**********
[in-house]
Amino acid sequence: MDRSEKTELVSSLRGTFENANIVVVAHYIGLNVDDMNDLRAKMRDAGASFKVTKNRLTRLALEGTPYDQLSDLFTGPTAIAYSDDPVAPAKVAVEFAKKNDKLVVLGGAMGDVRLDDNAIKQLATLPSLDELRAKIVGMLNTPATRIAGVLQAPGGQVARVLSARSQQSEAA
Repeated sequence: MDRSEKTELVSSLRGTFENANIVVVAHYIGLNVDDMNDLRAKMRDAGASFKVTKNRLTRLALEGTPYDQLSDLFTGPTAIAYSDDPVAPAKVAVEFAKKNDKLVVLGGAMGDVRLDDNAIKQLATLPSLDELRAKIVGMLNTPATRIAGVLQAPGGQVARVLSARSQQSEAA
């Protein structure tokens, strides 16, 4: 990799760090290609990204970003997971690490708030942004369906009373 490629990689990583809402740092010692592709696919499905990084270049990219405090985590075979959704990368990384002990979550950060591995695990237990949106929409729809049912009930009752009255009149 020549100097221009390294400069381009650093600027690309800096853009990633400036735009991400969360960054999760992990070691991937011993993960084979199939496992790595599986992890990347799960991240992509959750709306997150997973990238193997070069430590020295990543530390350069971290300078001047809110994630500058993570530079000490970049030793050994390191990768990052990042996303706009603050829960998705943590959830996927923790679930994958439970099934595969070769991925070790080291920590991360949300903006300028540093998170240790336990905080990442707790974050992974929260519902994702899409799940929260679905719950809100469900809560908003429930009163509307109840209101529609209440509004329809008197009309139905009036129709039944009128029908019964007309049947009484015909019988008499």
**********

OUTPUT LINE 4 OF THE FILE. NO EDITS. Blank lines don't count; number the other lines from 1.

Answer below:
């Protein structure tokens, strides 16, 4: 990799760090290609990204970003997971690490708030942004369906009373 490629990689990583809402740092010692592709696919499905990084270049990219405090985590075979959704990368990384002990979550950060591995695990237990949106929409729809049912009930009752009255009149 020549100097221009390294400069381009650093600027690309800096853009990633400036735009991400969360960054999760992990070691991937011993993960084979199939496992790595599986992890990347799960991240992509959750709306997150997973990238193997070069430590020295990543530390350069971290300078001047809110994630500058993570530079000490970049030793050994390191990768990052990042996303706009603050829960998705943590959830996927923790679930994958439970099934595969070769991925070790080291920590991360949300903006300028540093998170240790336990905080990442707790974050992974929260519902994702899409799940929260679905719950809100469900809560908003429930009163509307109840209101529609209440509004329809008197009309139905009036129709039944009128029908019964007309049947009484015909019988008499």